Midtown? Nah. Old North Hills Mall. I miss you. Being a native of the City of Oaks, Andy’s Pizza and Scotty’s were an institution in Raleigh. The best pizza ever. What I wouldn’t do to have a simple pepperoni pie right now. Trophy? Doesn’t hold a candle. And how can you forget the famous Scotty dog and the best greasy burgers and fries? Now all North Hills is high dollar chains, ITB soccer moms in SUV’s that take up two spaces, and a plethora of Starbucks. No thanks. The dining page of the Visit North Hills website says “From high end to fast casual, classic to cutting-edge, North Hills has it all.” Nothing says cutting edge more than Bonefish Grill and The Cowfish. The only reason I go to North Hills is for Target and Sur La Table. And maybe Total Wine. Again, chain city. Lord knows, I’ve spent enough time working and playing in North Hills, I did work at Vivace and Starbucks. Don’t hold it against me. Yeah, hard to picture me as a barista isn’t it? Lots of eye rolling at complicated orders. You want soy and no foam? Nope. That’s why I chose back of the house. Spent many o’ late night at Midtown, and countless Saturdays day drinking at Fox & Hound. Hey, my options were limited back then. We had the ‘ol Hibernian before it ‘burned’ down and the Creekside Ale House. You know, pre-hipster downtown Raleigh. Old North Hills mall was a dump, don’t get me wrong. We used to rush there on our lunch break from Broughton to grab a slice or two and buy cheap sunglasses from The Dollar Tree. Then maybe look at cd’s from Blockbuster Music. Free Jersey Mike’s because we had a friend who worked there also. (Thanks Jessie) Yeah, I had no life as a teenager. Now? North Hills is all shiny, new, and pretentious. Expensive condos and mixed use development. Gone is the Winn-Dixie. Enter a two story Teeter. Give the ITB’ers what they want, Beach Music on Thursday, expensive steaks, and pricey boutiques. Working on a Thursday was a nightmare. Drunktown as it’s finest. I get it though, it’s good for Raleigh. Cameron Village part deux. But it kind of feels a little Charlotte-ish to me though. Forgive me for being sentimental though, old North Hills Mall was part of my childhood. Lots of great memories. It shaped me to be the pessimist I am today. Cheers foodies!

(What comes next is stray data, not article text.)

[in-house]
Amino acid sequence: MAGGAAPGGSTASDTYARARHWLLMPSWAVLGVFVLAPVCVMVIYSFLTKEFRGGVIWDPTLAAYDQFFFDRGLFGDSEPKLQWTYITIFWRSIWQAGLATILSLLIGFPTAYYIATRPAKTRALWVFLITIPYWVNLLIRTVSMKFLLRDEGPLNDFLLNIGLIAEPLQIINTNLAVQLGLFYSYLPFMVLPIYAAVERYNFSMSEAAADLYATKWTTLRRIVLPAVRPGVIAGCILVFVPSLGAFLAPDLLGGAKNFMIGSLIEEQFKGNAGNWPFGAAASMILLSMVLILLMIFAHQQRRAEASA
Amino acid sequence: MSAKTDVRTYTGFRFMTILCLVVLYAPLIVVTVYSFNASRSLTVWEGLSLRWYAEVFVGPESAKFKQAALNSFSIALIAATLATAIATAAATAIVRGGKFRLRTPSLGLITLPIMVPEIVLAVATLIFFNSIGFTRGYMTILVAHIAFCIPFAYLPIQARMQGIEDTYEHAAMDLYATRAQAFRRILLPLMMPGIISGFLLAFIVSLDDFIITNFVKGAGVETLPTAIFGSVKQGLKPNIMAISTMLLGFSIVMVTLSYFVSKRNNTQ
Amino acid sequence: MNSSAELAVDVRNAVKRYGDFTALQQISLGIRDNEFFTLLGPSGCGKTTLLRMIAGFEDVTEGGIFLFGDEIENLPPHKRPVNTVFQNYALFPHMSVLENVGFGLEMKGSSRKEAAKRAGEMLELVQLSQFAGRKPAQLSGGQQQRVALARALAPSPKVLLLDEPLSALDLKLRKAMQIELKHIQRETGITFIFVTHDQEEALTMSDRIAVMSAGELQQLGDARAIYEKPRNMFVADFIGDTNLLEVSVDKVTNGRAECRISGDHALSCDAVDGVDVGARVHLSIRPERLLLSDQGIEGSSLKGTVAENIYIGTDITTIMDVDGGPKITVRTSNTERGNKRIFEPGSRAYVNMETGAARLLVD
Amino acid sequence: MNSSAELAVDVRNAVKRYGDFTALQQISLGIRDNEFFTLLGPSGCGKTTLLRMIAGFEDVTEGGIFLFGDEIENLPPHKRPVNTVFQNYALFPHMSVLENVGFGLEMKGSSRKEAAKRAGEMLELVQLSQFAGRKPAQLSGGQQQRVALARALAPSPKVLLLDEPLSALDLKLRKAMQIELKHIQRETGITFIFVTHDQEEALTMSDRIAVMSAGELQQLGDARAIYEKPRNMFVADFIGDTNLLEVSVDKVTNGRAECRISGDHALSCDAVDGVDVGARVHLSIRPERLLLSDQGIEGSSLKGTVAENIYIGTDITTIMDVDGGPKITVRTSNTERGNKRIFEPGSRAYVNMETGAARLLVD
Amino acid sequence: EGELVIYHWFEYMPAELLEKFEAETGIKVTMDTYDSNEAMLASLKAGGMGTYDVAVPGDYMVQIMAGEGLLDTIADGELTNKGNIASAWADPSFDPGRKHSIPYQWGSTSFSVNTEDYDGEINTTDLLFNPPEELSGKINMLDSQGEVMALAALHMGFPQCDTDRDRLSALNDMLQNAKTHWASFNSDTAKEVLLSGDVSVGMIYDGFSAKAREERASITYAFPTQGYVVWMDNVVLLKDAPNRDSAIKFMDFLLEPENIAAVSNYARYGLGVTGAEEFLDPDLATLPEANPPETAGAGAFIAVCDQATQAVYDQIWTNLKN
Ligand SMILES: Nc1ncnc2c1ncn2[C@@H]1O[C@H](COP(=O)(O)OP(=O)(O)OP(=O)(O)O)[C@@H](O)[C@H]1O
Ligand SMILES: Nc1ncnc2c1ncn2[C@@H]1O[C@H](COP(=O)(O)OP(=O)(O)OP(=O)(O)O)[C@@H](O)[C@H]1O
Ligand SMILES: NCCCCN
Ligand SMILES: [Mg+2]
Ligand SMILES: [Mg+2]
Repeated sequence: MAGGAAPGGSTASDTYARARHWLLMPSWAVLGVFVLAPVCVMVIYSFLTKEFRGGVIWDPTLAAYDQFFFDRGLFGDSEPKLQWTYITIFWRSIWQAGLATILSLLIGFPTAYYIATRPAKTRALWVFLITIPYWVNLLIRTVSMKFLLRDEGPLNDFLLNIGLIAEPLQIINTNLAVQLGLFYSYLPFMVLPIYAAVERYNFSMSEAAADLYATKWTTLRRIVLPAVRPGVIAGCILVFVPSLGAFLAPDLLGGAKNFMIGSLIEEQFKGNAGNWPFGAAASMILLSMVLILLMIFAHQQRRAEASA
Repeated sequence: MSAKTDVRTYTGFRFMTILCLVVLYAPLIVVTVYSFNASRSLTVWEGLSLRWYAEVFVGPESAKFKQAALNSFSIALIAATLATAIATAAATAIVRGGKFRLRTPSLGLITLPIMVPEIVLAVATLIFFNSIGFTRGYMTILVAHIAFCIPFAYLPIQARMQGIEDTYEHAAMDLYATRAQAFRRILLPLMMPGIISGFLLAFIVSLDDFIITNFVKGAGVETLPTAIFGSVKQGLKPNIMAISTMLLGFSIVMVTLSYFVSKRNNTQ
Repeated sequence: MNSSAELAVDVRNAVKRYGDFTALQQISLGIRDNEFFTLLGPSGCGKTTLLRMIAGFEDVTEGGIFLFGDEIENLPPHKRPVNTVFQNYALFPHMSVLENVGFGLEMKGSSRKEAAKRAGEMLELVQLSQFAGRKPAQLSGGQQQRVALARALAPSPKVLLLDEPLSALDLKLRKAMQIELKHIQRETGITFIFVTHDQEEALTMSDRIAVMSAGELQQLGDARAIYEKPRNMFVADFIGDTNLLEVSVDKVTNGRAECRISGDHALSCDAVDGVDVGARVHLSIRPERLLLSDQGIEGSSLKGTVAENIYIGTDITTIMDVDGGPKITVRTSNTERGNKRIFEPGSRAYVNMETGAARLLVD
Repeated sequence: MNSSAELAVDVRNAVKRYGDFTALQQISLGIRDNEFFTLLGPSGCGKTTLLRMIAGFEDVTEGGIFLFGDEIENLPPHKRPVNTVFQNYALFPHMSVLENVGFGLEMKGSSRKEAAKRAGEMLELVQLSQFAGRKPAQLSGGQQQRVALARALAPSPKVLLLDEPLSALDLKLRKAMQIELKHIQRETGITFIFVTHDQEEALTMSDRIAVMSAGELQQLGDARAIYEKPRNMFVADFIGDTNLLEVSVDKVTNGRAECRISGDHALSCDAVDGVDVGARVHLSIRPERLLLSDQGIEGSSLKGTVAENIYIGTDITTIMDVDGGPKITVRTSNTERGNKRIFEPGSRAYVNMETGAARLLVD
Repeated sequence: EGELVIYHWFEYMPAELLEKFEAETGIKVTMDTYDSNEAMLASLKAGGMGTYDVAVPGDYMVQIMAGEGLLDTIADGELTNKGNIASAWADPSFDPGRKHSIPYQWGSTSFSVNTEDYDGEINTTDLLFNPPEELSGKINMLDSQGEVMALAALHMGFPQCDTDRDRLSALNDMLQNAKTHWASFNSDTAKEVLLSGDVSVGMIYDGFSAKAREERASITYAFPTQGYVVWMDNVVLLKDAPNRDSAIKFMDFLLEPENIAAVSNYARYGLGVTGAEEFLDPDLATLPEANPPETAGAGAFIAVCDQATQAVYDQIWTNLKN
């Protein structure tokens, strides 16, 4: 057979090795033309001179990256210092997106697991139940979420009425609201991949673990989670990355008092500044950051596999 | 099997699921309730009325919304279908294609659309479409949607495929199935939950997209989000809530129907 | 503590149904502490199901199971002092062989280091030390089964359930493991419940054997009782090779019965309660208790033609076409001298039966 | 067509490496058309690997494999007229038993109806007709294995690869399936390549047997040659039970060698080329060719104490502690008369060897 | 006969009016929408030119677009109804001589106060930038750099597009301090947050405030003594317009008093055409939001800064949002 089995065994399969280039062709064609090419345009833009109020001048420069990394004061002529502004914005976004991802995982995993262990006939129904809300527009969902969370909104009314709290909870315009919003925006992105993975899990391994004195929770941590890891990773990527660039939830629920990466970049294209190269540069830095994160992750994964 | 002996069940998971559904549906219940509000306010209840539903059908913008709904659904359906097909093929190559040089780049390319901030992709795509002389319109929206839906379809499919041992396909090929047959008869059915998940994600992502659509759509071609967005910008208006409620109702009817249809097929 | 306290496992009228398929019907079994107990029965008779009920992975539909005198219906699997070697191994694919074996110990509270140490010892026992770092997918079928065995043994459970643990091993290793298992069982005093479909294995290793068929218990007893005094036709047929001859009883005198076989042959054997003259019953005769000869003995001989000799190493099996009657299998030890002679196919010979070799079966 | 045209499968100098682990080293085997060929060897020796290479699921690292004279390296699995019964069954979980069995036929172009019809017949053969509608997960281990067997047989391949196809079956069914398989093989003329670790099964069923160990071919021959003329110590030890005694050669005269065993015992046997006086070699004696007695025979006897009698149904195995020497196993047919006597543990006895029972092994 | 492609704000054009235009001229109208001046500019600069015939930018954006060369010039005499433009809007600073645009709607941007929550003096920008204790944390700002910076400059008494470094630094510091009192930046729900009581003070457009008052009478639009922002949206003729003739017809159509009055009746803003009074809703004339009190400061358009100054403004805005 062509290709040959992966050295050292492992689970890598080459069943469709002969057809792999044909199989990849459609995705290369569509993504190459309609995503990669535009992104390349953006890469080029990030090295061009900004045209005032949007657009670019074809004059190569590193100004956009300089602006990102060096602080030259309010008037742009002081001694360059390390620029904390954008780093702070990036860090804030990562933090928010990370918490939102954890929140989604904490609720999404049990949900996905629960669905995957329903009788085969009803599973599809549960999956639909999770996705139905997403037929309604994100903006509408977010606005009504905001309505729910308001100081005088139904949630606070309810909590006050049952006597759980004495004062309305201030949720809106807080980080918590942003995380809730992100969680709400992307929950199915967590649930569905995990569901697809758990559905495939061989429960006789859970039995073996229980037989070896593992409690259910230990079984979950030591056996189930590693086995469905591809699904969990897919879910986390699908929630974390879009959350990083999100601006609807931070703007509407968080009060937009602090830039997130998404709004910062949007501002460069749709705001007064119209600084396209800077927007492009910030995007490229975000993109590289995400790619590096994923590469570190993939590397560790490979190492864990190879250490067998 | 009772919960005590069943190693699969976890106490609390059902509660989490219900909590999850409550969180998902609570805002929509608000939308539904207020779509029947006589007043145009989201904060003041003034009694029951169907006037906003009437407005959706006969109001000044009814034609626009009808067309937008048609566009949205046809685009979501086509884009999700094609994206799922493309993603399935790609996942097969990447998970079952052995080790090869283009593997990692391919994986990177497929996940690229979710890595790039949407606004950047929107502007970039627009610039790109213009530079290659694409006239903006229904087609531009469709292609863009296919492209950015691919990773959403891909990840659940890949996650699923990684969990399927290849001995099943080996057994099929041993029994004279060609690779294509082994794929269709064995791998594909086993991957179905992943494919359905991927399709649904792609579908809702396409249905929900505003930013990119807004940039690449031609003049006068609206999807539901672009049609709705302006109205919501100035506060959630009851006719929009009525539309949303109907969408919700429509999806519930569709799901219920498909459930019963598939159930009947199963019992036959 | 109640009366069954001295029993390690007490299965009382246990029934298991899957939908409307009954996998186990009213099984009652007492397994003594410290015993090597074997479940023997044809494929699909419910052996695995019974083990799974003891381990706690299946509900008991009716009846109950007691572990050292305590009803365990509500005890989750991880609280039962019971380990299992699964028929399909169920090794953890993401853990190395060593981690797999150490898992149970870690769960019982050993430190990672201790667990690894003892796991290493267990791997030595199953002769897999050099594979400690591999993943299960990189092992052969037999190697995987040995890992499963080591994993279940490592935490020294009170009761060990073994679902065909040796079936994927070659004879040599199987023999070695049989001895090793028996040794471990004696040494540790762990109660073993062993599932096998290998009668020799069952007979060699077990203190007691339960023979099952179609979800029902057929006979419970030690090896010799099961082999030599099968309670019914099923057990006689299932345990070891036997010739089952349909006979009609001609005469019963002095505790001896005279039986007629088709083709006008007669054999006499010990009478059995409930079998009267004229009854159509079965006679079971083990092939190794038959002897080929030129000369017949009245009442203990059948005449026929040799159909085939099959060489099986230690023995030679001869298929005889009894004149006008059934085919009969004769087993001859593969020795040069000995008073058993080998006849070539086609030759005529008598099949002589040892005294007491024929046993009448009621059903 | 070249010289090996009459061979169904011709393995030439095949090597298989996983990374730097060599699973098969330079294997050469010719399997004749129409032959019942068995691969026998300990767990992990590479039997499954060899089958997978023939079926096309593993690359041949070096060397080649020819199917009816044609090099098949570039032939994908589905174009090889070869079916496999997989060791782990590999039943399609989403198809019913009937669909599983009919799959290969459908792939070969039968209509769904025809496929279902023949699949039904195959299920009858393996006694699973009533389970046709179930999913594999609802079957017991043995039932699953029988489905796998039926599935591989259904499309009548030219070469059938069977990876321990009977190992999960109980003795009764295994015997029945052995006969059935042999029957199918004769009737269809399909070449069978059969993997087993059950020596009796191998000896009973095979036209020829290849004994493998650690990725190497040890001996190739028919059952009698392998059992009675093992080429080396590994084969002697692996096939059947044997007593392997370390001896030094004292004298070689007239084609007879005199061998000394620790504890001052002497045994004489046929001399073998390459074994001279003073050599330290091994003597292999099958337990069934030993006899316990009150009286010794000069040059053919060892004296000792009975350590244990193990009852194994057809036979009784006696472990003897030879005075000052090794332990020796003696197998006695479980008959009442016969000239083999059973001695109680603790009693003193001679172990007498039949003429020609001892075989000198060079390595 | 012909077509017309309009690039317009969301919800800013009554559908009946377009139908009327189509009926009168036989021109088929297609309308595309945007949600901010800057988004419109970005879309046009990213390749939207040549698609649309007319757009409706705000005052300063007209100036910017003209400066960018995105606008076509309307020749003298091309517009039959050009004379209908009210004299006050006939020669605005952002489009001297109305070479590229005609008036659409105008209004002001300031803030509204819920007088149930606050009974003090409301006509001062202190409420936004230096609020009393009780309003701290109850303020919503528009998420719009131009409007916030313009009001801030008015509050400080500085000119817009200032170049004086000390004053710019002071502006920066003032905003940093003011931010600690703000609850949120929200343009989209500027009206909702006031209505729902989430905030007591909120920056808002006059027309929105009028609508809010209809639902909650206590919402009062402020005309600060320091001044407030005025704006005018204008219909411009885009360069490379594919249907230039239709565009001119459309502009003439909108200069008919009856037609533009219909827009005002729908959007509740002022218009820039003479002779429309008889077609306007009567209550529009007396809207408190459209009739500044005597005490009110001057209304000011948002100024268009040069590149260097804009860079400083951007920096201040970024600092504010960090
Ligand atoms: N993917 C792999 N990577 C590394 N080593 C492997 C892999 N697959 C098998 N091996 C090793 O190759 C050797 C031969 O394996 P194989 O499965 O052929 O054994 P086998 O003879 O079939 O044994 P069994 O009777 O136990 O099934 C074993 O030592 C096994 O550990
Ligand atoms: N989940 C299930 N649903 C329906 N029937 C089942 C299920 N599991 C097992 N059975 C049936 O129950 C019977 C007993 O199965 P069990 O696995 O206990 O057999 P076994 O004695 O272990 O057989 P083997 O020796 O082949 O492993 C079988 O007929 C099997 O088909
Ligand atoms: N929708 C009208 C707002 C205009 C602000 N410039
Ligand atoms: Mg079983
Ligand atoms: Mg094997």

Bucket list. Finally made it to The Office Tavern with AB and McGuzzles. (You know who you are). And what a sight it was. I definitely felt like I was in Carolina Beach at Loretta’s, or the Surfside Bar as it’s also called. You know it’s going to be a good day when you walk into a dive bar on a Sunday and the entire staff, as well as every bar fly, know the people you are accompanying. Not sure what it says about me. Or the company I keep. Anyway, the OT is priceless. Neon signs. Elvis lamps. Pool tables. Fish tank. Cash only. No liquor. Cheap beer. Friendly bartenders. $2 Bud Light aluminum cans on a Sunday. Half way through the day, and quite a few aluminum cans later, a fight happened to break out in the parking lot. A fist fight fight between two older gentlemen, who were also brothers. And one of them happened to be carrying a crutch. And well, he used that crutch to his advantage. It was like the Jerry Springer show broke out on Glenwood South. We had a front row seat to two rednecks beating each other up with fists and crutches flailing. Highly entertaining. Bloody faces ensued. Good thing I was 5 or 6 deep in the metal cans. Cue the jukebox. Anything to calm the situation. Red Solo Cup? Yes. Alabama? Yes. Drive By Truckers? Totally. Even after all the tomfoolery, it still felt like your neighborhood dive bar, just add the assault. I’ll be back to the OT, with their cheap beer (they have the Champagne for 2 dollaz) and for their scenery. The bartenders were salt of the earth, as well as all the regulars. Definitely welcomed with open arms. Great hardworking people who need a place to relax, blow off some steam, and talk about golf and politics. All within dark confines and comfortable bar stools. Don’t we all need that?